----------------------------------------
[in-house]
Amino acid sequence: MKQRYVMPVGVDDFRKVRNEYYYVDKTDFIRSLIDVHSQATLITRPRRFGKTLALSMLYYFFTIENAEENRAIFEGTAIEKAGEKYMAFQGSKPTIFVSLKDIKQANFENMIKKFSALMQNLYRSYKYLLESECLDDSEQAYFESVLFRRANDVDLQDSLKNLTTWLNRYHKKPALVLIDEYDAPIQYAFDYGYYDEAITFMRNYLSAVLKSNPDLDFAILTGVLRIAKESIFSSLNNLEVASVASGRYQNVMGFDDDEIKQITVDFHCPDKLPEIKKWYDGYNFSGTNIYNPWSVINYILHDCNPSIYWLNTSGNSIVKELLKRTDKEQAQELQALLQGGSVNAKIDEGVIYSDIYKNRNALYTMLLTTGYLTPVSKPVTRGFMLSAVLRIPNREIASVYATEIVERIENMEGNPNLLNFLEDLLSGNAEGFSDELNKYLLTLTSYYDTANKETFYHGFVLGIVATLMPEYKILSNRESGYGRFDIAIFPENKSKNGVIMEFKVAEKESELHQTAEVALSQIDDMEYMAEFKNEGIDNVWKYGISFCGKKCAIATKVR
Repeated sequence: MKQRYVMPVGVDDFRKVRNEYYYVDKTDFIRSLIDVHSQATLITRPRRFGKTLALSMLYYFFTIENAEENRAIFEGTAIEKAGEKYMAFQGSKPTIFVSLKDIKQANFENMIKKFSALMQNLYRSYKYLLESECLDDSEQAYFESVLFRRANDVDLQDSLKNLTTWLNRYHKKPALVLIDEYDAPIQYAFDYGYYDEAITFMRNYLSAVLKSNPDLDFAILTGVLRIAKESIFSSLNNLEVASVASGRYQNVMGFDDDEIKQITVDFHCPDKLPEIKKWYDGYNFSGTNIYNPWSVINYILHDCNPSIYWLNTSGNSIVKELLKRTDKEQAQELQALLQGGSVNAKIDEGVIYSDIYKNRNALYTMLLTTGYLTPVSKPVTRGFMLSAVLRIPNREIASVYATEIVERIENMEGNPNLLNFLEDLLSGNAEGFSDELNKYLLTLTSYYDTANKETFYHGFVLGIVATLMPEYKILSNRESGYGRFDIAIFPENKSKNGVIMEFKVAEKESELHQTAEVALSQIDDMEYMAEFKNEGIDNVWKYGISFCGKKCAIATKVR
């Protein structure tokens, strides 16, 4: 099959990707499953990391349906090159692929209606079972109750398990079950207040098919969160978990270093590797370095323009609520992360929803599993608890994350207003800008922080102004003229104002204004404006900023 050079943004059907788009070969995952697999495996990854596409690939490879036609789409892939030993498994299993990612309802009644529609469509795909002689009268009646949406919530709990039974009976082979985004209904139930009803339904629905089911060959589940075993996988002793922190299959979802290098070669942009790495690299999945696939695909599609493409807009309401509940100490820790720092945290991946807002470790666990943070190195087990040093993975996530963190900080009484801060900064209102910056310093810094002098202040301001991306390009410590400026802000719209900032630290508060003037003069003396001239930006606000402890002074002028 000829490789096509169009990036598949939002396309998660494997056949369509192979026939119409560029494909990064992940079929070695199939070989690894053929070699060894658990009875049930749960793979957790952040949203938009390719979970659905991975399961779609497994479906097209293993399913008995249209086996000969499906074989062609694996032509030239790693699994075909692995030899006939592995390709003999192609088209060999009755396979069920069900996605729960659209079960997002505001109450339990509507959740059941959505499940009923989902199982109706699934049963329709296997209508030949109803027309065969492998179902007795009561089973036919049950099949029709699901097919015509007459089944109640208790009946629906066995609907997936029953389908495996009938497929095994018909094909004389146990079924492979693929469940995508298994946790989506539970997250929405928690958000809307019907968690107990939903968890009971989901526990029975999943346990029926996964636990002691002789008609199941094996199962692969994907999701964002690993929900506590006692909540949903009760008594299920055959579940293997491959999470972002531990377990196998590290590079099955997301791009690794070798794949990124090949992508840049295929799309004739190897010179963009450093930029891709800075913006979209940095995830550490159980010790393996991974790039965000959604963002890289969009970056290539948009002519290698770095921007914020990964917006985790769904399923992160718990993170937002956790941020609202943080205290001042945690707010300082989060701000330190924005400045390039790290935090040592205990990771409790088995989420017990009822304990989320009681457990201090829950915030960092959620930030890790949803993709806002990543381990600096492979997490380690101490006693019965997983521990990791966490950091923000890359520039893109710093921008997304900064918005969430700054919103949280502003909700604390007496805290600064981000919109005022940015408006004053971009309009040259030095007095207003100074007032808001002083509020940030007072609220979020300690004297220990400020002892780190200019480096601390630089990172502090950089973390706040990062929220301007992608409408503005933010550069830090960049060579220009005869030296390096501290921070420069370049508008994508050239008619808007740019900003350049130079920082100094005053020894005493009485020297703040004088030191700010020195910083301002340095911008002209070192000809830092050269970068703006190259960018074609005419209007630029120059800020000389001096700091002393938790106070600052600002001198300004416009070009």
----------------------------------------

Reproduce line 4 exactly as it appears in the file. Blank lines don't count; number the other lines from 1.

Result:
């Protein structure tokens, strides 16, 4: 099959990707499953990391349906090159692929209606079972109750398990079950207040098919969160978990270093590797370095323009609520992360929803599993608890994350207003800008922080102004003229104002204004404006900023 050079943004059907788009070969995952697999495996990854596409690939490879036609789409892939030993498994299993990612309802009644529609469509795909002689009268009646949406919530709990039974009976082979985004209904139930009803339904629905089911060959589940075993996988002793922190299959979802290098070669942009790495690299999945696939695909599609493409807009309401509940100490820790720092945290991946807002470790666990943070190195087990040093993975996530963190900080009484801060900064209102910056310093810094002098202040301001991306390009410590400026802000719209900032630290508060003037003069003396001239930006606000402890002074002028 000829490789096509169009990036598949939002396309998660494997056949369509192979026939119409560029494909990064992940079929070695199939070989690894053929070699060894658990009875049930749960793979957790952040949203938009390719979970659905991975399961779609497994479906097209293993399913008995249209086996000969499906074989062609694996032509030239790693699994075909692995030899006939592995390709003999192609088209060999009755396979069920069900996605729960659209079960997002505001109450339990509507959740059941959505499940009923989902199982109706699934049963329709296997209508030949109803027309065969492998179902007795009561089973036919049950099949029709699901097919015509007459089944109640208790009946629906066995609907997936029953389908495996009938497929095994018909094909004389146990079924492979693929469940995508298994946790989506539970997250929405928690958000809307019907968690107990939903968890009971989901526990029975999943346990029926996964636990002691002789008609199941094996199962692969994907999701964002690993929900506590006692909540949903009760008594299920055959579940293997491959999470972002531990377990196998590290590079099955997301791009690794070798794949990124090949992508840049295929799309004739190897010179963009450093930029891709800075913006979209940095995830550490159980010790393996991974790039965000959604963002890289969009970056290539948009002519290698770095921007914020990964917006985790769904399923992160718990993170937002956790941020609202943080205290001042945690707010300082989060701000330190924005400045390039790290935090040592205990990771409790088995989420017990009822304990989320009681457990201090829950915030960092959620930030890790949803993709806002990543381990600096492979997490380690101490006693019965997983521990990791966490950091923000890359520039893109710093921008997304900064918005969430700054919103949280502003909700604390007496805290600064981000919109005022940015408006004053971009309009040259030095007095207003100074007032808001002083509020940030007072609220979020300690004297220990400020002892780190200019480096601390630089990172502090950089973390706040990062929220301007992608409408503005933010550069830090960049060579220009005869030296390096501290921070420069370049508008994508050239008619808007740019900003350049130079920082100094005053020894005493009485020297703040004088030191700010020195910083301002340095911008002209070192000809830092050269970068703006190259960018074609005419209007630029120059800020000389001096700091002393938790106070600052600002001198300004416009070009």